Occupations and Reactions


The “Occupy” movement has been spreading like wildfire these past weeks, fanning out from its perch in New York’s Zuccotti Park to spots across the world. It’s hard for we social-justice types to contain our enthusiasm: sure, the movement lacks leadership, it doesn’t have one coherent, focused message, and winter is coming. But still, it’s heartening, after decades of John Birchers and free-market fundamentalists and “Tea Party Patriots” to see Americans (and others in concert) protesting what folks like me think are the right things to be protesting.

This is true locally as well: even here in “let’s protest-the-least-relevant-stuff” San Francisco, where putting a small local-coffee-store kiosk in a popular city park or opening a progressive Trader Joes grocery store arouse (utterly unnecessary) ire, the Occupy movement has taken root — so much so that in neighboring Oakland, heavy-handed police tactics led to a widening of the movement and even a general strike. So unprecedented is this in America that most of us probably don’t even know what a general strike is or remember the last time one took place — it’s something consigned to history books, images of black & white laborers from a century ago on rattling streetcars.

And so, at the behest of some friends, I took off one lunch a few weeks back to march in San Francisco’s first such event; a week or so later I was in New York, and in addition to seeing the 9/11 Memorial (quite well done; you forget how massive those buildings were) I made sure to stop in Zuccotti Park to check it all out. I was only there briefly, but this excellent piece gives a nuanced, insightful picture of what these protests are all about.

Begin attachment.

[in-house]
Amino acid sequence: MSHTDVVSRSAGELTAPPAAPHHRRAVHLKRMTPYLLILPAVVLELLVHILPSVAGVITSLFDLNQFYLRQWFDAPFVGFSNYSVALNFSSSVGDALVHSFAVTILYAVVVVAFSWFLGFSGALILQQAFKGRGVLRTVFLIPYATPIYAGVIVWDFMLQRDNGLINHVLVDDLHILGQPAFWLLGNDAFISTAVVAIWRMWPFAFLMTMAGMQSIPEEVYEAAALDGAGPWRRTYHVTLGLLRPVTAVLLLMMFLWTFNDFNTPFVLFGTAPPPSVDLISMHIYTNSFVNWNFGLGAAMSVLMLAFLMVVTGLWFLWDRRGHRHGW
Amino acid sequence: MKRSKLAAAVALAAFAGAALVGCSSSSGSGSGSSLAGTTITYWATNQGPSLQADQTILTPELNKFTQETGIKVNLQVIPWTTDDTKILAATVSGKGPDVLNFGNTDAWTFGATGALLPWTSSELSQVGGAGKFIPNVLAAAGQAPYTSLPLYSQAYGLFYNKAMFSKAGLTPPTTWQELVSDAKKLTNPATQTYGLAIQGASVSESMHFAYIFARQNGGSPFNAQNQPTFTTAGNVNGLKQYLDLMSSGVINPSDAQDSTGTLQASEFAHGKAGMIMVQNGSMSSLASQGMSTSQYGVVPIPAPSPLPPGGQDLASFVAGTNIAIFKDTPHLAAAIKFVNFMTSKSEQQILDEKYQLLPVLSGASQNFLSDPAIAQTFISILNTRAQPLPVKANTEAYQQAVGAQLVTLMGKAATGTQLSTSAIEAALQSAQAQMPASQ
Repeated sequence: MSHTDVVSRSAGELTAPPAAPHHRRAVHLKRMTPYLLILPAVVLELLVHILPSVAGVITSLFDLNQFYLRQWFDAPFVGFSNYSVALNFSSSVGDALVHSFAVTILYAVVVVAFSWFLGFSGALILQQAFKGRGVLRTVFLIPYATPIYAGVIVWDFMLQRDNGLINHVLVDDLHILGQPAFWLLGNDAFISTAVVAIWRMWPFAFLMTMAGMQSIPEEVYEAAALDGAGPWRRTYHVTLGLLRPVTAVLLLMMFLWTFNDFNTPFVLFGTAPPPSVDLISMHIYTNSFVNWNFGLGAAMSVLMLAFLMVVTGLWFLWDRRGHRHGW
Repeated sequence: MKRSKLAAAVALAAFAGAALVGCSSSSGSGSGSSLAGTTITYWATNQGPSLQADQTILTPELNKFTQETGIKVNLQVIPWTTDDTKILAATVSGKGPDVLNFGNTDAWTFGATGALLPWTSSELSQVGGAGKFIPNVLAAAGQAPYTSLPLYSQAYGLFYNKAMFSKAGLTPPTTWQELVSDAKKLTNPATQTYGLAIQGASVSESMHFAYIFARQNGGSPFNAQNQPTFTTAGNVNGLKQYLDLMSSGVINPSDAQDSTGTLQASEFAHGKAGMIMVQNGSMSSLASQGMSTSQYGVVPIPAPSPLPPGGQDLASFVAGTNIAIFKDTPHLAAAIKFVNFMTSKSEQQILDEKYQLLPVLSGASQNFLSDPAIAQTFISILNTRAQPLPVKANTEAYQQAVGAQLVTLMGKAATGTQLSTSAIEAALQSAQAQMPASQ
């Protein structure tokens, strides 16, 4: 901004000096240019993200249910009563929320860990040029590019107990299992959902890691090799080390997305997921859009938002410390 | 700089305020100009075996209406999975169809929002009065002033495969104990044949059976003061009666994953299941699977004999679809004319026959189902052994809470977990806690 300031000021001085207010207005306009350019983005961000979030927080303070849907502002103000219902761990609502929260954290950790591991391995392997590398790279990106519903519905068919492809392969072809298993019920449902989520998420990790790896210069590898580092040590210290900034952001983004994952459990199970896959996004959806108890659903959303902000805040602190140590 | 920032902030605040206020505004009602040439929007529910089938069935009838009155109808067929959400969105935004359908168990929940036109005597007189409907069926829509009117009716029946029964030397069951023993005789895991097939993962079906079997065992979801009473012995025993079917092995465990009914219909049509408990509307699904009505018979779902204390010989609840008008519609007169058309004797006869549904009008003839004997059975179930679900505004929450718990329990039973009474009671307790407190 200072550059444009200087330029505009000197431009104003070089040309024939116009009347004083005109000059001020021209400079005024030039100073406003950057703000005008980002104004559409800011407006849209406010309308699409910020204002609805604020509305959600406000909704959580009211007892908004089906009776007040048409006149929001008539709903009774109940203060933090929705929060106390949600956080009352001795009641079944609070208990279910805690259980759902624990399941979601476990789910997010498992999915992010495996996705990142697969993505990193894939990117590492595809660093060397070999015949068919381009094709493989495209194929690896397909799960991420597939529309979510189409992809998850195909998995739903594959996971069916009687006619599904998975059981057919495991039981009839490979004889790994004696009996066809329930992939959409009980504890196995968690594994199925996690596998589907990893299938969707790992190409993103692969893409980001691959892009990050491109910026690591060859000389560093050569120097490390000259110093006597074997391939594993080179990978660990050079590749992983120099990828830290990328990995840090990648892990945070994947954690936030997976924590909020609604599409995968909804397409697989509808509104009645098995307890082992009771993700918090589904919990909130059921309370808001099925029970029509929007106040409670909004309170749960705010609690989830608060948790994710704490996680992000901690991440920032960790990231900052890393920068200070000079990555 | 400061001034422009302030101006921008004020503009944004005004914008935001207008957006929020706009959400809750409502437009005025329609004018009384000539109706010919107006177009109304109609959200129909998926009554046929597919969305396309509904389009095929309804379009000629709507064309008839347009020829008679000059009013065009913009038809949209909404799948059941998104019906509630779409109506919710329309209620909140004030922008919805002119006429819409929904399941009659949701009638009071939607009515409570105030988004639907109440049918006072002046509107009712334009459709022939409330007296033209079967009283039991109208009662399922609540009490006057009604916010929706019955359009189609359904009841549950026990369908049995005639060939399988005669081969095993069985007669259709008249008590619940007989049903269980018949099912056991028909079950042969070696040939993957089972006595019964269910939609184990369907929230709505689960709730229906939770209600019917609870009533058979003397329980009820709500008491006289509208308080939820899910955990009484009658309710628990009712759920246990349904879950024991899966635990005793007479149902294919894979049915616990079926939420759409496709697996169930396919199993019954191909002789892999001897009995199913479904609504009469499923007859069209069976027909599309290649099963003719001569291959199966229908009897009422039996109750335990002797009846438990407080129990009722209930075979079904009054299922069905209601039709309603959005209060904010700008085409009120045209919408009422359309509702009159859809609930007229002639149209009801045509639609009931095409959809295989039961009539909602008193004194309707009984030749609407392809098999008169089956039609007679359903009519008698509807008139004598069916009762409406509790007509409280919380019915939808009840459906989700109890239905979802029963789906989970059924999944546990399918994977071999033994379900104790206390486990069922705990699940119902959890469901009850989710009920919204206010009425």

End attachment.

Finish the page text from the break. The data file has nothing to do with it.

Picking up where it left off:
For me, really, what I find most incredible is that the conversation in America is finally shifting to an honest criticism of our values and mores; growing up, I was always taught that, however corrupting it might be for some, the quest for ever-greater fortune is the right quest to be on. Refusing a promotion, turning down more responsibility, refusing to work gratuitously long hours… these were all things likely to brand you as “lazy,” “bitter,” even “worthless.” Given the ending of the Cold War (or, actually, even during it) anything that smacked of the Communistic was considered heretical, a sure-fire pathway to corrupt officials in dachas making the masses stand in line for toilet paper and fear deportation to Siberia. Oh, I know, it sounds a bit shrill and extreme to, say, liken the Tea Party movement’s cries of “socialism” with Stalinist excesses… but the very reason the teabagger crowd (as they’ve also come to be known) uses those words is because they know that, deep in our subconscious, those associations are in place.

This is my biggest hope for the movement: that it continues to awaken us to the skew inherent in our values. Of course, they could also use a more focused set of ideas, though it is in the nature of such organically-springing movements (in this case aided by social media and other new technology) to be hazy at first. Still, some of our sharpest minds are on the case — and so am I. When I was in New York I decided to do my part: I drafted up a proposal for what I think the Occupiers should be demanding. It’s a bit radical, but also not unprecedented. Check it out here.

And feel free to comment below: what do YOU think the Occupiers should be demanding?